This bill is also the sort of thing that led to both myself and many of my best friends leaving the state.

This is a constant refrain in South Dakota at the moment — the so-called "brain drain" that sucks many of the most promising students out of the state toward brighter climes. Some of that is because there are better jobs out there for, say, engineers in neighboring states. But there's a common refrain from many others I know who've left the state and, like me, don't really plan to go back any time soon: the legislative efforts to demonize LGBT people are reprehensible enough to not want to be seen as somehow propping them up by continuing to stay.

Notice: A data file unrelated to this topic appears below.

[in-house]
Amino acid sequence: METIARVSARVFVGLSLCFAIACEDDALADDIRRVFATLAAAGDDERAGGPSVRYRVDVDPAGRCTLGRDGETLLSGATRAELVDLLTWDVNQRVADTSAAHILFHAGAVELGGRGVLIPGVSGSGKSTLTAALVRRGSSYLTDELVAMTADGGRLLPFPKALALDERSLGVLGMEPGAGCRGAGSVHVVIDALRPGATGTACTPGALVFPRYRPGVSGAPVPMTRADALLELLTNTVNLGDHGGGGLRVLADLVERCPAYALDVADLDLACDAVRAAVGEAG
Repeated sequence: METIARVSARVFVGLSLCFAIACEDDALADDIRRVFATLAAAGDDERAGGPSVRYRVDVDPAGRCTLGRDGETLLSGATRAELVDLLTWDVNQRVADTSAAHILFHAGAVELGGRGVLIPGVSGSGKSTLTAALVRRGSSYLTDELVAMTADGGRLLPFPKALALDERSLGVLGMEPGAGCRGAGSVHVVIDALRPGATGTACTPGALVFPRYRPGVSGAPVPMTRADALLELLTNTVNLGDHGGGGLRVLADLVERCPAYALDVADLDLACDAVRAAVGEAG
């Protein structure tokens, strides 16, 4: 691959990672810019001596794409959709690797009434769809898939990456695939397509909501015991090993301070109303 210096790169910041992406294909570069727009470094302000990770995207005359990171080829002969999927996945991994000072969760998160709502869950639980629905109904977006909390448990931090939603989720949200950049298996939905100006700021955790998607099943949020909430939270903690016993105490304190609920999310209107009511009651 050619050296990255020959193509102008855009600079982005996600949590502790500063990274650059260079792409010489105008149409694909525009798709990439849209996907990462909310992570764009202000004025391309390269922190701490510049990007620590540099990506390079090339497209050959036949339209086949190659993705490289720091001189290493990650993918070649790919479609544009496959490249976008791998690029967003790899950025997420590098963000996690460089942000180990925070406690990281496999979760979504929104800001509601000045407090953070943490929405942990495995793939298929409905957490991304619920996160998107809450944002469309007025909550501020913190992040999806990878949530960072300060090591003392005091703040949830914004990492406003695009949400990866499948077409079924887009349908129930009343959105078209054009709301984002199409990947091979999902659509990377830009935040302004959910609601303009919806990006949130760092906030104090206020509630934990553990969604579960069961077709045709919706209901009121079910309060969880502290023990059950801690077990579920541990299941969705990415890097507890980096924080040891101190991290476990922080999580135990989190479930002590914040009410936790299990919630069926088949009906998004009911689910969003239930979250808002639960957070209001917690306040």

It's a thing I think about often. At some point, my wife and I will have a child (or so we hope), and that child could very well be gay or trans or something non-cis-hetero. And if I'm raising that child, do I really want to be doing so in my home state? Or would I rather be somewhere where I don't constantly have to worry about not just other kids making fun of my kid, but the state government itself legally codifying a kind of subtle but unmistakable discrimination.